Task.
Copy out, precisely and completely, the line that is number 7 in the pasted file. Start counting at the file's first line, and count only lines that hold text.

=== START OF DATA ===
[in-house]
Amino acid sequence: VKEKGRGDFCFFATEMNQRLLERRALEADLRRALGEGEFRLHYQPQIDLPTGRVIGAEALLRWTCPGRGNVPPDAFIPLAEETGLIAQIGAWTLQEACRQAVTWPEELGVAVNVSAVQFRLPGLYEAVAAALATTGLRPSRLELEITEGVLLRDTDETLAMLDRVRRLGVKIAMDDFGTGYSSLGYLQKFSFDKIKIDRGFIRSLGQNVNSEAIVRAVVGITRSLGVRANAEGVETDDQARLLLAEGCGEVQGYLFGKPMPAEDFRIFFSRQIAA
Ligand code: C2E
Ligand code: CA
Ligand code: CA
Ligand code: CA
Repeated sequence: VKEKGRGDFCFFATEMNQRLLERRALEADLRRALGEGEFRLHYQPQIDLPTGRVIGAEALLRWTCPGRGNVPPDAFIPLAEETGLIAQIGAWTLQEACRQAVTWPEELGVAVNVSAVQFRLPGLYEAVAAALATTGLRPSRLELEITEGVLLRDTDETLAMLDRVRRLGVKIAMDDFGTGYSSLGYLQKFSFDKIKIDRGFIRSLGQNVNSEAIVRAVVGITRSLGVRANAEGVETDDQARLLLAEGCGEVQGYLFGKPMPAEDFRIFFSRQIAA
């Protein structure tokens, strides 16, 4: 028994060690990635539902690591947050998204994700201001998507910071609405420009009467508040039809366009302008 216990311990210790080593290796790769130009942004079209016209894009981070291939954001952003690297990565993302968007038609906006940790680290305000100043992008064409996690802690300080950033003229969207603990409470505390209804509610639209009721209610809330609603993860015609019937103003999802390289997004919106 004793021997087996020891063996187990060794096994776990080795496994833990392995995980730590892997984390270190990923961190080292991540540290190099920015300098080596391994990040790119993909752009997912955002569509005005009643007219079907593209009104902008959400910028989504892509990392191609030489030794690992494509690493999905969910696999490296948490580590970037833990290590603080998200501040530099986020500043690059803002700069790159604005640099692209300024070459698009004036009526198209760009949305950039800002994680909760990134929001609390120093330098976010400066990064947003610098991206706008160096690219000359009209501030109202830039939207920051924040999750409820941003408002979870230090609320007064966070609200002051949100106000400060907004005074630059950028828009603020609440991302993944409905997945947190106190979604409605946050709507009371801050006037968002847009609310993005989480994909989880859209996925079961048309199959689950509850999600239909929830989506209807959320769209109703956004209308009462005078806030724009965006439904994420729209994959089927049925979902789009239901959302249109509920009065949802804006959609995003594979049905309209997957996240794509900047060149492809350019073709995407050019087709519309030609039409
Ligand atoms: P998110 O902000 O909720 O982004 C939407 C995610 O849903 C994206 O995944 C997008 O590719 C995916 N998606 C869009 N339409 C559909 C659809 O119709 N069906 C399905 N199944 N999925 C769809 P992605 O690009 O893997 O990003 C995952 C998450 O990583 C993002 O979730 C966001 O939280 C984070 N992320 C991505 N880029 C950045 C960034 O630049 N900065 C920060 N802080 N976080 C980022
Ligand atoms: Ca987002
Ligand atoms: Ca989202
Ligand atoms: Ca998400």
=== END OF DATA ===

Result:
Repeated sequence: VKEKGRGDFCFFATEMNQRLLERRALEADLRRALGEGEFRLHYQPQIDLPTGRVIGAEALLRWTCPGRGNVPPDAFIPLAEETGLIAQIGAWTLQEACRQAVTWPEELGVAVNVSAVQFRLPGLYEAVAAALATTGLRPSRLELEITEGVLLRDTDETLAMLDRVRRLGVKIAMDDFGTGYSSLGYLQKFSFDKIKIDRGFIRSLGQNVNSEAIVRAVVGITRSLGVRANAEGVETDDQARLLLAEGCGEVQGYLFGKPMPAEDFRIFFSRQIAA